Interview with Louise B. Hatmaker, July 17, 1987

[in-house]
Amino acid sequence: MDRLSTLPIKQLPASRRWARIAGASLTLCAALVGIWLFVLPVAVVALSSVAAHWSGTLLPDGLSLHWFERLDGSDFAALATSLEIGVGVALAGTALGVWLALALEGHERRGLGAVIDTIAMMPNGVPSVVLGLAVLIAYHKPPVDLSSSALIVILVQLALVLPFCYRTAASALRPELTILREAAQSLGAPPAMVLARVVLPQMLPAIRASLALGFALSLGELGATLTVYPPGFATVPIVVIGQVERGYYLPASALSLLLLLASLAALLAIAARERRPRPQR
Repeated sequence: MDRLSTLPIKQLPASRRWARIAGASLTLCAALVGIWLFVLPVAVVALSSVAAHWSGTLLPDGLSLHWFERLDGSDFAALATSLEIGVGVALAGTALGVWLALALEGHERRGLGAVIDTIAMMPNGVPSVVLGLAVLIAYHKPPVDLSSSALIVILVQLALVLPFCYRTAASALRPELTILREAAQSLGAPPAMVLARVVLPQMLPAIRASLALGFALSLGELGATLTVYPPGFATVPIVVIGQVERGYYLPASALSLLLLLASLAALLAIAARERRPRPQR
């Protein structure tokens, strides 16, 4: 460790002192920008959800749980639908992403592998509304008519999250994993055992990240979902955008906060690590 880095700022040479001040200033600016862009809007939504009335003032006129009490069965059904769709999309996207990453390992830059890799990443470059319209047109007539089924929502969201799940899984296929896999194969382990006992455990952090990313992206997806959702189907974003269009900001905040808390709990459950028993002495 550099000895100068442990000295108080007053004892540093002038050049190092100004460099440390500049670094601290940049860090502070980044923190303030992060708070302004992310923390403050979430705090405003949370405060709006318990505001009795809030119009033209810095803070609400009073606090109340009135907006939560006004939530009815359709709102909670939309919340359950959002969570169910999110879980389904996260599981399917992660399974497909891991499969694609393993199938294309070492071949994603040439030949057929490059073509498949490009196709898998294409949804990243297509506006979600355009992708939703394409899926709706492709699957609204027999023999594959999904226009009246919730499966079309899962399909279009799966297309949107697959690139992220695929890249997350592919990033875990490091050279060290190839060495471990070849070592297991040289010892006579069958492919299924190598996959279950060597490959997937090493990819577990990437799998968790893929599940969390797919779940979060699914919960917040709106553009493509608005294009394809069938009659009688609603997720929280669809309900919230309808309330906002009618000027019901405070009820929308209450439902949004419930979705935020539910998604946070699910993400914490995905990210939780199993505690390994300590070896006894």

Ms. Louise Hatmaker is the owner, editor, and operator of both the Jackson Times and the Beattyville Enterprise. She was a reporter for the Hazard Herald during the roving pickets' movement. Hatmaker maintains that the men on the picket line did not understand what the movement was all about, and she sees the movement in a negative light. She holds Berman Gibson, the leader of the Roving Pickets in Perry County responsible for most of the violence associated with the movement. She states that Gibson used the miners to further his own personal interests. Hatmaker describes the Roving Pickets as a band of outlaws who rode around the town square in Hazard terrorizing the citizens. Ms. Hatmaker also discusses the stories that she wrote as a reporter for the Hazard Herald that described communists in the mountains of eastern Kentucky. She maintains that communist organizations supported the strikers and cites evidence from the communist newspapers, Daily Worker and Progressive Labor to support her claim. Hatmaker believes that the United Mine Workers of America (UMWA) was behind the movement and provided the strikers with funding. Hatmaker also recalls reporters from national news organizations who came to Hazard, especially a crew from CBS. Hatmaker describes the newspaper business as a whole in eastern Kentucky. She recalls how she became involved in the newspaper business, first as a reporter for the Hazard Herald and then as owner of the Jackson Times and Beattyville Enterprise. She also discusses advancements in technology in the newspaper business

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